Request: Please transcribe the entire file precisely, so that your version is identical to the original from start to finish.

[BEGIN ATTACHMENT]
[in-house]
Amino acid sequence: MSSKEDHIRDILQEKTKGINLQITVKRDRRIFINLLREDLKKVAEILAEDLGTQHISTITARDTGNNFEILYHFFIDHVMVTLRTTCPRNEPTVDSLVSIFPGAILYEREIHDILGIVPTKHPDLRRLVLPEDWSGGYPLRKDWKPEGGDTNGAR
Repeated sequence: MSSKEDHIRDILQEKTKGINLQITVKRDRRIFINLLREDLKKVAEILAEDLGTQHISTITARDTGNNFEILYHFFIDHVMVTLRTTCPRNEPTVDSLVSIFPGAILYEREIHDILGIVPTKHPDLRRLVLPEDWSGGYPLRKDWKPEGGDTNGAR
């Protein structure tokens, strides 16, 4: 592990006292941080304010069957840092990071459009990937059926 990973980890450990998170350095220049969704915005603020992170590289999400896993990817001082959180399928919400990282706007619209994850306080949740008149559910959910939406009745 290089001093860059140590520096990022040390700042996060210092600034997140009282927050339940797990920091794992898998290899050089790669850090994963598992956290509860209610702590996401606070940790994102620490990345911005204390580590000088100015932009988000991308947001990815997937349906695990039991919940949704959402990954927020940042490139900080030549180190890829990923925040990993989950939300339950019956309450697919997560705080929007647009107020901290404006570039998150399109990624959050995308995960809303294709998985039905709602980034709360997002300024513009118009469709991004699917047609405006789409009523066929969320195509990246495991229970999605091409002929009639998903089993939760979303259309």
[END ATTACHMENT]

[in-house]
Amino acid sequence: MSSKEDHIRDILQEKTKGINLQITVKRDRRIFINLLREDLKKVAEILAEDLGTQHISTITARDTGNNFEILYHFFIDHVMVTLRTTCPRNEPTVDSLVSIFPGAILYEREIHDILGIVPTKHPDLRRLVLPEDWSGGYPLRKDWKPEGGDTNGAR
Repeated sequence: MSSKEDHIRDILQEKTKGINLQITVKRDRRIFINLLREDLKKVAEILAEDLGTQHISTITARDTGNNFEILYHFFIDHVMVTLRTTCPRNEPTVDSLVSIFPGAILYEREIHDILGIVPTKHPDLRRLVLPEDWSGGYPLRKDWKPEGGDTNGAR
């Protein structure tokens, strides 16, 4: 592990006292941080304010069957840092990071459009990937059926 990973980890450990998170350095220049969704915005603020992170590289999400896993990817001082959180399928919400990282706007619209994850306080949740008149559910959910939406009745 290089001093860059140590520096990022040390700042996060210092600034997140009282927050339940797990920091794992898998290899050089790669850090994963598992956290509860209610702590996401606070940790994102620490990345911005204390580590000088100015932009988000991308947001990815997937349906695990039991919940949704959402990954927020940042490139900080030549180190890829990923925040990993989950939300339950019956309450697919997560705080929007647009107020901290404006570039998150399109990624959050995308995960809303294709998985039905709602980034709360997002300024513009118009469709991004699917047609405006789409009523066929969320195509990246495991229970999605091409002929009639998903089993939760979303259309």